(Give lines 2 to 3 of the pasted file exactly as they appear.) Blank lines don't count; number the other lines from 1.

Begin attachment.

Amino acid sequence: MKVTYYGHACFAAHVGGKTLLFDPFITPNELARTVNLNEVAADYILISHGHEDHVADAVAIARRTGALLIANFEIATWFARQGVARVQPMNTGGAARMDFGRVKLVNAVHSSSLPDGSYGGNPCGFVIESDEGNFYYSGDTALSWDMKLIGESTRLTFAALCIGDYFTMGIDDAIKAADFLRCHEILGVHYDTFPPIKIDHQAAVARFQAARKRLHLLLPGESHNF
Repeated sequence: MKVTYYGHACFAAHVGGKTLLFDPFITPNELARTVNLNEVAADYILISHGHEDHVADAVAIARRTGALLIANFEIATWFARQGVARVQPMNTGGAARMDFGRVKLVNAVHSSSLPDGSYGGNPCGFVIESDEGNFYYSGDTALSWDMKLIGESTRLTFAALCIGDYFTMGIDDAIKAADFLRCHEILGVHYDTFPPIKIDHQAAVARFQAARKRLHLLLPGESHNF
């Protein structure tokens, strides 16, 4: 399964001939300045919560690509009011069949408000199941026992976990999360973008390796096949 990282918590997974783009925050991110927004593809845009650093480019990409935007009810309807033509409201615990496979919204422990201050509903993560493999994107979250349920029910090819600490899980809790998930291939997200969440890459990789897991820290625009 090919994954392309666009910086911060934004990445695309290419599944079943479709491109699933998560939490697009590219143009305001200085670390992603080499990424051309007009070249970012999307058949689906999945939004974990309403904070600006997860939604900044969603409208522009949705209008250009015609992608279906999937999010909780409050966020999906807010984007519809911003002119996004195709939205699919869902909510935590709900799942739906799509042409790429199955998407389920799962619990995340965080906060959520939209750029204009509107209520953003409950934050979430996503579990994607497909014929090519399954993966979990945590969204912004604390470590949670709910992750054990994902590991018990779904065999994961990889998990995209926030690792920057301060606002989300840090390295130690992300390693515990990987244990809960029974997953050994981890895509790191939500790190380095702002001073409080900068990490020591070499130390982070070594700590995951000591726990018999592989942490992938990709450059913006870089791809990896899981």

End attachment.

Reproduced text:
Repeated sequence: MKVTYYGHACFAAHVGGKTLLFDPFITPNELARTVNLNEVAADYILISHGHEDHVADAVAIARRTGALLIANFEIATWFARQGVARVQPMNTGGAARMDFGRVKLVNAVHSSSLPDGSYGGNPCGFVIESDEGNFYYSGDTALSWDMKLIGESTRLTFAALCIGDYFTMGIDDAIKAADFLRCHEILGVHYDTFPPIKIDHQAAVARFQAARKRLHLLLPGESHNF
């Protein structure tokens, strides 16, 4: 399964001939300045919560690509009011069949408000199941026992976990999360973008390796096949 990282918590997974783009925050991110927004593809845009650093480019990409935007009810309807033509409201615990496979919204422990201050509903993560493999994107979250349920029910090819600490899980809790998930291939997200969440890459990789897991820290625009 090919994954392309666009910086911060934004990445695309290419599944079943479709491109699933998560939490697009590219143009305001200085670390992603080499990424051309007009070249970012999307058949689906999945939004974990309403904070600006997860939604900044969603409208522009949705209008250009015609992608279906999937999010909780409050966020999906807010984007519809911003002119996004195709939205699919869902909510935590709900799942739906799509042409790429199955998407389920799962619990995340965080906060959520939209750029204009509107209520953003409950934050979430996503579990994607497909014929090519399954993966979990945590969204912004604390470590949670709910992750054990994902590991018990779904065999994961990889998990995209926030690792920057301060606002989300840090390295130690992300390693515990990987244990809960029974997953050994981890895509790191939500790190380095702002001073409080900068990490020591070499130390982070070594700590995951000591726990018999592989942490992938990709450059913006870089791809990896899981």